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Volkswagen Kills Off Passat in U.S., Sending Another Sedan to the Scrap Heap

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Volkswagen AG

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is phasing out sales of the Passat sedan in the U.S., the latest well-known nameplate to exit U.S. showrooms as auto makers embrace sport-utility vehicles.

The German auto maker said Monday that the 2022 model year will be the final run for the midsize sedan, which has been sold in the U.S. under the Passat name since 1990. VW said it is focused on selling SUVs and the start of U.S. production next year of its new electric model, the ID.4.

Car companies have been paring their lineups of passenger cars in recent years, dropping sedan and hatchback models while adding more SUVs and pickup trucks. American buyers have gravitated to rides that have better utility and allow drivers to sit higher, a shift driven in part by a relatively long period of relatively low gas prices.

The proliferation of so-called crossover SUVs, which are built on a car frame, have allowed auto makers to offer smaller SUV body styles and better fuel efficiency than the larger, trucklike SUVs that surged to popularity in the early 1990s.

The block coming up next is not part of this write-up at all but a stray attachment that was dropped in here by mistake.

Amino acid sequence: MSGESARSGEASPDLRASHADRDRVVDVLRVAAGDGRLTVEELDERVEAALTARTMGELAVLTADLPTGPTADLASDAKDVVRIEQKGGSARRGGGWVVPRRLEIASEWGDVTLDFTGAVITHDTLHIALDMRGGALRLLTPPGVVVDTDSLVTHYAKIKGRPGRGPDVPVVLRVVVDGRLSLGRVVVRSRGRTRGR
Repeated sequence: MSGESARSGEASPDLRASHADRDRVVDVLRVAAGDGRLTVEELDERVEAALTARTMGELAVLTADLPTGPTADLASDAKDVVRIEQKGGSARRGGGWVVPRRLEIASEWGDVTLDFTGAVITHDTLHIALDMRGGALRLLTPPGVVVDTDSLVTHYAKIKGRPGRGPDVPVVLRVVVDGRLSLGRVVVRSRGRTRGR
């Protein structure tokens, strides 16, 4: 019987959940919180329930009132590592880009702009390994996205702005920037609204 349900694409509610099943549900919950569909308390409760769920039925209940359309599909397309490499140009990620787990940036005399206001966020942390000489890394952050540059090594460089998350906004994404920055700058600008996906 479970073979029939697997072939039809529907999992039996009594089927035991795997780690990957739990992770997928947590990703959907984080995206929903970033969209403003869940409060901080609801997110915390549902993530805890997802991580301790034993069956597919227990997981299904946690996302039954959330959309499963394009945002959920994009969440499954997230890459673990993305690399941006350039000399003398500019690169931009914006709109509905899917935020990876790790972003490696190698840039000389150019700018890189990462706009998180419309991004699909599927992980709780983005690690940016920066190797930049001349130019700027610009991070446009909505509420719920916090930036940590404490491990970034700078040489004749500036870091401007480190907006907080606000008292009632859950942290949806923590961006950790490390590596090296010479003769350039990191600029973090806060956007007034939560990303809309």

Other sedan names that have been sent to the scrap heap in recent years include the Chevrolet Impala,

Ford

Focus, Dodge Dart and Chrysler 200. VW did away with its quirky Beetle small car in 2019.

Sales of the Passat, which competes with other family cars such as the Toyota Camry and Honda Accord, have steadily fallen in recent years along with other sedan models. VW sold about 23,000 Passats last year, down from about 78,000 in 2015, according to research firm Motor Intelligence.

Production of the Passat in Europe will continue, a VW spokesman said.

Detroit’s auto makers have led the trend away from passenger cars, winnowing most models from their lineups as they play to their historical strengths of pickup trucks and SUVs. Ford, for example, recently detailed plans to sell the Maverick small pickup truck, with a starting price around $20,000, the least-expensive vehicle in Ford’s U.S. showrooms.

VW and other auto makers also are rethinking their vehicle lineups as they prepare to roll out dozens of electric models in coming years. VW’s plans for plug-in cars are among the most aggressive of global auto makers.

VW began selling a North American version of its European Passat model under the name Dasher. It was sold under the Passat name in the U.S. beginning in 1990, and over the years was sold as a sedan and wagon.

In 2011, VW began U.S. production of the Passat sedans at its Chattanooga, Tenn., factory. The company said the plant remains busy with production of SUVs, such as the midsize Atlas, and will begin making electric cars.

Volkswagen is investing in electric vehicles more than other legacy car makers in the U.S. WSJ goes inside an engine factory that is being transformed into a battery plant as the German giant looks to change its image and become a rival to Tesla. Photo illustration: George Downs

Write to Mike Colias at Mike.Colias@wsj.com

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